FOR Alain Job, it’s a necessity to save money in the kitchen while still cooking up flavourful foods.
Lucky for him then that it’s also a way of life – a way of cooking drummed into him at an early age back in his home country of Cameroon.
Waste not, want not: Chef Alain Job at the Melting Pot Cafe in the Sycamore Community Centre, St Ann’s.
Mr Job works today as chef at the Melting Pot Café in Sycamore Community Centre, Hungerhill Road, St Ann’s.
And in a couple of weeks he’ll open Nkono, a business in Victoria Centre Market specialising in Cameroonian cuisine.
He already runs Nkono as a catering and special events business.
Running a community cafe kitchen and setting up his own business means Mr Job must be frugal without letting taste and flavour suffer.
By following the cookery philosophy of his homeland, he can do that.
“Quite frankly, I save enormously,” he said.
“We’re saving the cafe about £20 to £26 a week. That’s good when you’re considering the economic situation of the moment.”
Mr Job first learned smart, tasty cooking from one of the best cooks he’s known – his grandmother.
Young Alain was one of nine mouths his grandmother had to feed – food waste was not something she could afford.
“If she wasn’t very careful there was a greater likelihood the next day that there wouldn’t be much to eat,” Mr Job said.
“The leftovers were part of the strategy for her. She had various ways of dealing with it. One was adapting leftovers to new recipes and making them look totally like something fresh and new.”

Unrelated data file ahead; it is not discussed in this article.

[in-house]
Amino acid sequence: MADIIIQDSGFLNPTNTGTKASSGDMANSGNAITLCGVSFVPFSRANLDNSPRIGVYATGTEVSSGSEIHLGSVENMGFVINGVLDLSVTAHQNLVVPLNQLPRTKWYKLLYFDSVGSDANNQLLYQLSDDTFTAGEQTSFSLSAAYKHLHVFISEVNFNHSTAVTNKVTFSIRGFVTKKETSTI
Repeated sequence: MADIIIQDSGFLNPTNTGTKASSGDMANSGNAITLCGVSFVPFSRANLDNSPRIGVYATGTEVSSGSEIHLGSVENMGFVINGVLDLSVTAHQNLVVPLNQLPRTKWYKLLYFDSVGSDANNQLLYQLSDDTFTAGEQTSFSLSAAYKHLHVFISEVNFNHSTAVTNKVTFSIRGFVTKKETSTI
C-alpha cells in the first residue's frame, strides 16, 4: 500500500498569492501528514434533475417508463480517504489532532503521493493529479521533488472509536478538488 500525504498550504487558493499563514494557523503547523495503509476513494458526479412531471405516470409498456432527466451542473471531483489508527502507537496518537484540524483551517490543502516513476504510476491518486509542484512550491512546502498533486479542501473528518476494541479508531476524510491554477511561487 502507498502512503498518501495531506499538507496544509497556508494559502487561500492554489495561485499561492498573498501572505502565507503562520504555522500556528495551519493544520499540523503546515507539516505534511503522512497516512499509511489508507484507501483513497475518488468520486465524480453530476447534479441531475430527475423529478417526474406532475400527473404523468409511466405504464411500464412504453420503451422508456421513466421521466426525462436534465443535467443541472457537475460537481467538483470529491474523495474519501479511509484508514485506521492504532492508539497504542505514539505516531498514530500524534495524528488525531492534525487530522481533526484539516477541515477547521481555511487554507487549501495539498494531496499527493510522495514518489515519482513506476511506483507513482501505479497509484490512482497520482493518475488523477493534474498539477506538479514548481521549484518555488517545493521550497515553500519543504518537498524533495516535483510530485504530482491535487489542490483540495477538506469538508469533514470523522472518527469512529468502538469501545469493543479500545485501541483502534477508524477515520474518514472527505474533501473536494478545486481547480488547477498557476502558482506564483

The word “leftovers” was not one that was much used. Meals were always made to seem new and fresh.
“She did very cleverly adapt the leftovers to whatever she was cooking the next day to make it a new meal with a new experience,” he said.
“It gave the impression that we were having something new every day.”
It’s a lesson he remembered, and one he’s brought to his life as a chef.
Many of the methods he uses are not complicated.
When making a simple soup, he’ll chop vegetables and roast them in the oven.
The stems, stalks and bits he doesn’t use, he saves and wraps in foil. The following day, it often goes in curried mutton or goat.
“It brings the flavours of the roasting and the intense aroma into the curry goat or the curry mutton,” Mr Job said.
This is another trick that comes from his grandmother – although she used leaves rather than tinfoil.
“Whenever she had leftovers, she put them in the fresh leaves,” Mr Job said.
“Then she wrapped them very well. The next day she put them on a low heat to warm it while preserving all the flavours really slowly.
“The heat went through the leaves, or through the foil, and warmed the food enough.
“The food had already settled and was holding in all the flavour really well. Some people said it was better to eat then than when it was first cooked.”
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